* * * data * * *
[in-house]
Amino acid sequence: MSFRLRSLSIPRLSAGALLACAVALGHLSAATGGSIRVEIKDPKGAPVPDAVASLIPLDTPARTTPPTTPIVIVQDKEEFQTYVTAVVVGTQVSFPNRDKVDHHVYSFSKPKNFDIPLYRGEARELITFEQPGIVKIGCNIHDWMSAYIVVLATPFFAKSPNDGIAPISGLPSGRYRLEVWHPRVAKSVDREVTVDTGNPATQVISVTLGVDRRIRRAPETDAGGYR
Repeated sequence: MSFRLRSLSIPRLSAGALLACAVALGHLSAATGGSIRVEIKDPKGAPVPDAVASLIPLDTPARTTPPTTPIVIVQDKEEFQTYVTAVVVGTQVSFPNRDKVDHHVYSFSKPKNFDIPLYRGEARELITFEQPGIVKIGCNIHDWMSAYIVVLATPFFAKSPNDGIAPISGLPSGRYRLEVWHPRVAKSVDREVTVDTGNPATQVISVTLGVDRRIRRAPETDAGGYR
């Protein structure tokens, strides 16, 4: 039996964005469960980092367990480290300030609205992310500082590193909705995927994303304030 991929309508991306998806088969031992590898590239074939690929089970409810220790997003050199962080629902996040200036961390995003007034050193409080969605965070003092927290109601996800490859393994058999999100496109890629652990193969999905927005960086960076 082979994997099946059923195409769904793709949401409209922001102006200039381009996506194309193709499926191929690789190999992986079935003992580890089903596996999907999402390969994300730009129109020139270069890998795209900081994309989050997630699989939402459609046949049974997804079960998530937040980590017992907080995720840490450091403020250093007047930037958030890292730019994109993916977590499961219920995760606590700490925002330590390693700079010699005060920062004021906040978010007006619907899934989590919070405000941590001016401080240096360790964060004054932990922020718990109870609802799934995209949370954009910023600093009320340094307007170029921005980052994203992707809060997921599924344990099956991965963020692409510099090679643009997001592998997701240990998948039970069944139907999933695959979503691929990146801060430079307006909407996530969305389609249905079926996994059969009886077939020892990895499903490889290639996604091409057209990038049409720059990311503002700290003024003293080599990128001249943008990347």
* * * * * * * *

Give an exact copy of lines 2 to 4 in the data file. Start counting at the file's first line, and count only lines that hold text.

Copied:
Amino acid sequence: MSFRLRSLSIPRLSAGALLACAVALGHLSAATGGSIRVEIKDPKGAPVPDAVASLIPLDTPARTTPPTTPIVIVQDKEEFQTYVTAVVVGTQVSFPNRDKVDHHVYSFSKPKNFDIPLYRGEARELITFEQPGIVKIGCNIHDWMSAYIVVLATPFFAKSPNDGIAPISGLPSGRYRLEVWHPRVAKSVDREVTVDTGNPATQVISVTLGVDRRIRRAPETDAGGYR
Repeated sequence: MSFRLRSLSIPRLSAGALLACAVALGHLSAATGGSIRVEIKDPKGAPVPDAVASLIPLDTPARTTPPTTPIVIVQDKEEFQTYVTAVVVGTQVSFPNRDKVDHHVYSFSKPKNFDIPLYRGEARELITFEQPGIVKIGCNIHDWMSAYIVVLATPFFAKSPNDGIAPISGLPSGRYRLEVWHPRVAKSVDREVTVDTGNPATQVISVTLGVDRRIRRAPETDAGGYR
């Protein structure tokens, strides 16, 4: 039996964005469960980092367990480290300030609205992310500082590193909705995927994303304030 991929309508991306998806088969031992590898590239074939690929089970409810220790997003050199962080629902996040200036961390995003007034050193409080969605965070003092927290109601996800490859393994058999999100496109890629652990193969999905927005960086960076 082979994997099946059923195409769904793709949401409209922001102006200039381009996506194309193709499926191929690789190999992986079935003992580890089903596996999907999402390969994300730009129109020139270069890998795209900081994309989050997630699989939402459609046949049974997804079960998530937040980590017992907080995720840490450091403020250093007047930037958030890292730019994109993916977590499961219920995760606590700490925002330590390693700079010699005060920062004021906040978010007006619907899934989590919070405000941590001016401080240096360790964060004054932990922020718990109870609802799934995209949370954009910023600093009320340094307007170029921005980052994203992707809060997921599924344990099956991965963020692409510099090679643009997001592998997701240990998948039970069944139907999933695959979503691929990146801060430079307006909407996530969305389609249905079926996994059969009886077939020892990895499903490889290639996604091409057209990038049409720059990311503002700290003024003293080599990128001249943008990347």